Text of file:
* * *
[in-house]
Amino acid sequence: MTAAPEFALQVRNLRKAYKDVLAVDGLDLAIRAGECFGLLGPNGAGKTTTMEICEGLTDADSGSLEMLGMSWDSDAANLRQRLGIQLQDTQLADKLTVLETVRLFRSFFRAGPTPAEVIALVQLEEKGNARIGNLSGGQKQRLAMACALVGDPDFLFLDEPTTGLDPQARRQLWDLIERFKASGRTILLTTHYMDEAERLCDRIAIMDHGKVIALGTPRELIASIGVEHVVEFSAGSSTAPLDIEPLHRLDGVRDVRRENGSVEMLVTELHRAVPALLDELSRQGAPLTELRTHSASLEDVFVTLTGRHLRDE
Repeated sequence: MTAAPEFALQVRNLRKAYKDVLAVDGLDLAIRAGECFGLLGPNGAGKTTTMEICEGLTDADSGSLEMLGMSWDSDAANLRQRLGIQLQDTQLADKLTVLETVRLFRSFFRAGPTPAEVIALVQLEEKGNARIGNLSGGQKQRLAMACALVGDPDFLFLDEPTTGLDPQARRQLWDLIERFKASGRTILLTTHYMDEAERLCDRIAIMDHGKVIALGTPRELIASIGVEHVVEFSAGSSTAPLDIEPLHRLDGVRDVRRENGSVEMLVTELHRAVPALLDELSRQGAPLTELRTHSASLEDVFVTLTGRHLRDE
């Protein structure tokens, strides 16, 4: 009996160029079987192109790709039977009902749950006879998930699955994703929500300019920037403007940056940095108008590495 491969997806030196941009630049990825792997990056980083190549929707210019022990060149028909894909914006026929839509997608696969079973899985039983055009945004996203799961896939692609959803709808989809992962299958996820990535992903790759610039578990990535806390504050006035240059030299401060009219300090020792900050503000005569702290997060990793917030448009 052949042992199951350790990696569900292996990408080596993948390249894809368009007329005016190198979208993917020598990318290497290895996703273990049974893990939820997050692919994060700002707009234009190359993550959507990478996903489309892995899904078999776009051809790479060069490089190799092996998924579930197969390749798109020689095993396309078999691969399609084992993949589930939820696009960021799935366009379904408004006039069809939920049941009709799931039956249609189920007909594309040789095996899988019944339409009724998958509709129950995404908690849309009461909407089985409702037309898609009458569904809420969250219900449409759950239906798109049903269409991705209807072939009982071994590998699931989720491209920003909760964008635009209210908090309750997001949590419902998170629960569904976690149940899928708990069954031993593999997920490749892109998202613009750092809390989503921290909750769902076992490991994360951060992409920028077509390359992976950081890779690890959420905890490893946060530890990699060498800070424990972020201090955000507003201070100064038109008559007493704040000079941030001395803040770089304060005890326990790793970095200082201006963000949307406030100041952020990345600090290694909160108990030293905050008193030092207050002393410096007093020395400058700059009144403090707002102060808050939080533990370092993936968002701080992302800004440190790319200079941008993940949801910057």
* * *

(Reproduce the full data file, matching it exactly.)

[in-house]
Amino acid sequence: MTAAPEFALQVRNLRKAYKDVLAVDGLDLAIRAGECFGLLGPNGAGKTTTMEICEGLTDADSGSLEMLGMSWDSDAANLRQRLGIQLQDTQLADKLTVLETVRLFRSFFRAGPTPAEVIALVQLEEKGNARIGNLSGGQKQRLAMACALVGDPDFLFLDEPTTGLDPQARRQLWDLIERFKASGRTILLTTHYMDEAERLCDRIAIMDHGKVIALGTPRELIASIGVEHVVEFSAGSSTAPLDIEPLHRLDGVRDVRRENGSVEMLVTELHRAVPALLDELSRQGAPLTELRTHSASLEDVFVTLTGRHLRDE
Repeated sequence: MTAAPEFALQVRNLRKAYKDVLAVDGLDLAIRAGECFGLLGPNGAGKTTTMEICEGLTDADSGSLEMLGMSWDSDAANLRQRLGIQLQDTQLADKLTVLETVRLFRSFFRAGPTPAEVIALVQLEEKGNARIGNLSGGQKQRLAMACALVGDPDFLFLDEPTTGLDPQARRQLWDLIERFKASGRTILLTTHYMDEAERLCDRIAIMDHGKVIALGTPRELIASIGVEHVVEFSAGSSTAPLDIEPLHRLDGVRDVRRENGSVEMLVTELHRAVPALLDELSRQGAPLTELRTHSASLEDVFVTLTGRHLRDE
């Protein structure tokens, strides 16, 4: 009996160029079987192109790709039977009902749950006879998930699955994703929500300019920037403007940056940095108008590495 491969997806030196941009630049990825792997990056980083190549929707210019022990060149028909894909914006026929839509997608696969079973899985039983055009945004996203799961896939692609959803709808989809992962299958996820990535992903790759610039578990990535806390504050006035240059030299401060009219300090020792900050503000005569702290997060990793917030448009 052949042992199951350790990696569900292996990408080596993948390249894809368009007329005016190198979208993917020598990318290497290895996703273990049974893990939820997050692919994060700002707009234009190359993550959507990478996903489309892995899904078999776009051809790479060069490089190799092996998924579930197969390749798109020689095993396309078999691969399609084992993949589930939820696009960021799935366009379904408004006039069809939920049941009709799931039956249609189920007909594309040789095996899988019944339409009724998958509709129950995404908690849309009461909407089985409702037309898609009458569904809420969250219900449409759950239906798109049903269409991705209807072939009982071994590998699931989720491209920003909760964008635009209210908090309750997001949590419902998170629960569904976690149940899928708990069954031993593999997920490749892109998202613009750092809390989503921290909750769902076992490991994360951060992409920028077509390359992976950081890779690890959420905890490893946060530890990699060498800070424990972020201090955000507003201070100064038109008559007493704040000079941030001395803040770089304060005890326990790793970095200082201006963000949307406030100041952020990345600090290694909160108990030293905050008193030092207050002393410096007093020395400058700059009144403090707002102060808050939080533990370092993936968002701080992302800004440190790319200079941008993940949801910057």